3D is everywhere today - in video games, packaging, movies and it is rapidly becoming a standard feature in all new televisions. If you think about it, is also hard to find a GPS navigation system today that isn't three dimensional - just look at the map in your phone. 

It's time for an upgrade from 2D to 3D! The natural progression from 2D to 3D evacuation maps is already underway and we would like to invite you to consider introducing the 3D evacuation plan into your hotels and new developments. 3D maps are not only more informative and elicit a faster response time, but they also convey to the viewer an attention to detail and that great care has been placed on ensuring the guests' safety.

What is the difference between a 2D and a 3D evacuation plan?

The illusion of the 3D image allows the brain’s visual cortex to interpret the information quicker, resulting in both a faster orientation and more accurate response during a crisis than the standard “flat” two dimensional floor plan.

A 3D map makes it much easier for the viewer to orientate themselves and understand where they are physically in relation the nearest exit, fire extinguisher, defibrillator, fire hose or other pertinent information they might need where a quick response time is of the essence.

The perceived depth of the map is achieved by adding color, contrast, shape and texture and, just like having been in a real room, having once looked at the map it is also easier to recall later. Under duress, unnecessary details only add to the confusion of the moment, which is why simplicity is a consistent trait on all of Safexit floor plans. All of our maps include only the most pertinent and vital information, excluding details such as bathroom fixtures and furniture.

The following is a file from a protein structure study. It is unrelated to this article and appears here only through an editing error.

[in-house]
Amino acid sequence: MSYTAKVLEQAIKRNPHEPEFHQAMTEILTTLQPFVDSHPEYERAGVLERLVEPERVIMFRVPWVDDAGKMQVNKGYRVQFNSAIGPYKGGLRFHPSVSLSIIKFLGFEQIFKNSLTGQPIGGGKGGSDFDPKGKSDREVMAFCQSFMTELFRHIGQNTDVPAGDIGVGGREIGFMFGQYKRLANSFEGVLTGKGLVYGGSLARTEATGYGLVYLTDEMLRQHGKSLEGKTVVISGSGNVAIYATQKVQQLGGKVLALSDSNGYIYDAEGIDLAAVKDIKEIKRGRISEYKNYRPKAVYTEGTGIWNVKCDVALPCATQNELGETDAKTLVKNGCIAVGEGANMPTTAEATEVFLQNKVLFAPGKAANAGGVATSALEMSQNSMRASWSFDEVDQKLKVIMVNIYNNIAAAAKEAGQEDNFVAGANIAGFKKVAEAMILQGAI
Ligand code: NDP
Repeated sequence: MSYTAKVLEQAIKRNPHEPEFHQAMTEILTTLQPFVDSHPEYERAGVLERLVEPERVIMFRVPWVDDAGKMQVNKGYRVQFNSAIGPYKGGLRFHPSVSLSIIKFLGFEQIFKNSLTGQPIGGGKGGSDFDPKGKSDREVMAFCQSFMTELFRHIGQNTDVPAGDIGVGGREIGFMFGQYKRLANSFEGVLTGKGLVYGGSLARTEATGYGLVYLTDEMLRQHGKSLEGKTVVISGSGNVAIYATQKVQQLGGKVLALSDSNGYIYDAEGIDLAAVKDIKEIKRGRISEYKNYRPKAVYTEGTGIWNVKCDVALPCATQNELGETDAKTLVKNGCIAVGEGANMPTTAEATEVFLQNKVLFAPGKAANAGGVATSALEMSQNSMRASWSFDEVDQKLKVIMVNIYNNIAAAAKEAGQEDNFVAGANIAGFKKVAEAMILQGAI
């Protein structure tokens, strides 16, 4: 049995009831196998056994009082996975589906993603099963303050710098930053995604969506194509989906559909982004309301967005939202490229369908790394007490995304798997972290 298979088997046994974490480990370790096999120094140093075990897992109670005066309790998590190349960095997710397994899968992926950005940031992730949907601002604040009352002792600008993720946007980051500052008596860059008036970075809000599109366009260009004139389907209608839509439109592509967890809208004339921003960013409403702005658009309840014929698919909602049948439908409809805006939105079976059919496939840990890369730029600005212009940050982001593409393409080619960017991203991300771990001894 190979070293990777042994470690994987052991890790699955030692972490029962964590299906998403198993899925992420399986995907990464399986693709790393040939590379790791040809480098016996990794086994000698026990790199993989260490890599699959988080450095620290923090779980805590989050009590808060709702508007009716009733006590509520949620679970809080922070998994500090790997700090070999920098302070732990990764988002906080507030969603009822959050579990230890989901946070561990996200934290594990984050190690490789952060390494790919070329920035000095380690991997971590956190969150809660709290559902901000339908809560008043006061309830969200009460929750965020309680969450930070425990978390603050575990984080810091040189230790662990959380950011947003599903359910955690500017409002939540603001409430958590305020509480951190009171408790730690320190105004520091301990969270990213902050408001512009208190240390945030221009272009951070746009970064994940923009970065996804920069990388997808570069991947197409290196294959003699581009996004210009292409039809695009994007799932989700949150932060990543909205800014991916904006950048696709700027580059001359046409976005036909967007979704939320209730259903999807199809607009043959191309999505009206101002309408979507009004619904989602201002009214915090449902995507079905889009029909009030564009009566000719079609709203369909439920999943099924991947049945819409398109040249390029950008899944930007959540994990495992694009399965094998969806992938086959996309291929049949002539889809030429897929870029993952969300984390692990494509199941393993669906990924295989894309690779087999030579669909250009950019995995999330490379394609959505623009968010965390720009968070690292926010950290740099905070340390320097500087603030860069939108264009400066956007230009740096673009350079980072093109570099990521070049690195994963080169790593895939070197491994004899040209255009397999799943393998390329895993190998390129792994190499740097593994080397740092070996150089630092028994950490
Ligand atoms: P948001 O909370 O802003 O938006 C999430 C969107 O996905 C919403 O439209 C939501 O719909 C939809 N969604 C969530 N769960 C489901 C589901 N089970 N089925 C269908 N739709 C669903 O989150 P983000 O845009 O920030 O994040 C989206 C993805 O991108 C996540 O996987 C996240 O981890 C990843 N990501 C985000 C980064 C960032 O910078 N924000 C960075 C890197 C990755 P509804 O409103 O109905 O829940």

These informative and reader-friendly maps also help to facilitate fire rescue team efforts, as they provide clearer data for a faster interpretation of critical information, which enhances the response actions where time is of the essence.

In a time where personal safety and security often is a high priority consideration for the frequent traveler, map consistency could generate recognition and be a contributing factor to driving guest demand and winning guest loyalty. 

The design and layout of the plan signals that the same attention you have placed on the interior of the room extends even to your concern for the safety of both the guest and employees.

The guest who checks in late at night after a long flight goes directly to the room. Should the fire alarm go off in the middle of the night, that guest must rely on the accuracy of the evacuation plan in the room to quickly orientate themselves. If your family was faced with that situation, which type of plan would you rather be looking at?

The three main benefits of 3D maps are:

  • 3D allows the viewer to immediately orientate themselves as to where they are in relation to the map.

  • The brain does not have to think so much producing a more rapid interpretation, allowing for a quicker response to a crisis at hand.

  • Having orientated yourself once, it is easy to recall later.